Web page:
Senate Majority Leader Mitch McConnell, R-Ky., and Senate Minority Leader Chuck Schumer, D-N.Y., are expected to speak about the latest GOP effort to reform the Affordable Care Act in Tuesday news conferences.
McConnell and Schumer are expected to begin speaking around 2 p.m. ET. Watch live in the player above.
Senate Majority Leader Mitch McConnell on Tuesday praised the revived Republican effort to uproot former President Barack Obama’s health care law, giving a public boost to a proposal that’s given new life to a drive that seemed all but dead earlier this summer.
McConnell, R-Ky., said the bill would let states “implement better health care ideas by taking more decision-making power out of Washington” and letting local officials decide “works better in their own particular states.”
Backed by the White House and Senate leaders, the bill’s chief sponsors, Sens. Lindsey Graham of South Carolina and Louisiana’s Bill Cassidy, are still hunting for the 50 GOP votes they’d need to prevail over solid Democratic opposition. Vice President Mike Pence would cast the tie-breaking vote in a roll call that must happen by the end of September, before special procedures shielding the bill from a Democratic filibuster expire.
The 140-page legislation would replace much of Obama’s law with block grants to states, giving them wide leeway on spending the money, and would cut and reshape Medicaid. It would let states set their own coverage health requirements, allow insurers to boost premiums on people with serious medical conditions and end Obama’s mandates that most Americans buy insurance and that companies offer coverage to workers.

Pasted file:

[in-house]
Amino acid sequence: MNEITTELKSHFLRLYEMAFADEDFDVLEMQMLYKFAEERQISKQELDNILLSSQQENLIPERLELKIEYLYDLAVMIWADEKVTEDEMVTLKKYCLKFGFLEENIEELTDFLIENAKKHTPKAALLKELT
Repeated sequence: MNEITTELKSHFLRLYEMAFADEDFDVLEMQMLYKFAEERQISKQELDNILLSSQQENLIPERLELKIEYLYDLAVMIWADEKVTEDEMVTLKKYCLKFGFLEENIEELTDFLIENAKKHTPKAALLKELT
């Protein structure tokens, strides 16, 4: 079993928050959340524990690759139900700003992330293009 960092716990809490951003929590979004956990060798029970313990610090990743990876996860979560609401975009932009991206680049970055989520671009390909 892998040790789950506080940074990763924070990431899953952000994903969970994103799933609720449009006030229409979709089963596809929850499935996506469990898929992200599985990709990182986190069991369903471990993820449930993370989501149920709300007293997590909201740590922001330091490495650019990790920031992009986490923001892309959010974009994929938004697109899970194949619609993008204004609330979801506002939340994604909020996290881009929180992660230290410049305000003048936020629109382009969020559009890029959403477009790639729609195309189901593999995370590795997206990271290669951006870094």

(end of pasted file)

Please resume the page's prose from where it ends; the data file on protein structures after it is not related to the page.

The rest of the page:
McConnell called the proposal “an intriguing idea and one that has a great deal of support.” He warned that the chance to dismantle Obama’s law, a top priority for President Donald Trump and the GOP, “may well pass us by if we don’t act soon.”
Senate Minority Leader Chuck Schumer, D-N.Y., said the measure would be a step backward that would cause millions to lose coverage and drive up costs for many. With the nonpartisan Congressional Budget Office saying it won’t be able to measure the bill’s impact on coverage and premiums by months end, Schumer warned Republicans against voting without knowing the measure’s impact.
“The senators on the other side of the aisle should be walking around here with a blindfold over their eyes, because they don’t know what they’re voting on,” Schumer said as Democrats and their allies mustered an all-out effort to try killing the measure. “Maybe they don’t care.”
A pair of potent interest groups, The American Medical Association and AARP, weighed in against the GOP bill in letters to lawmakers.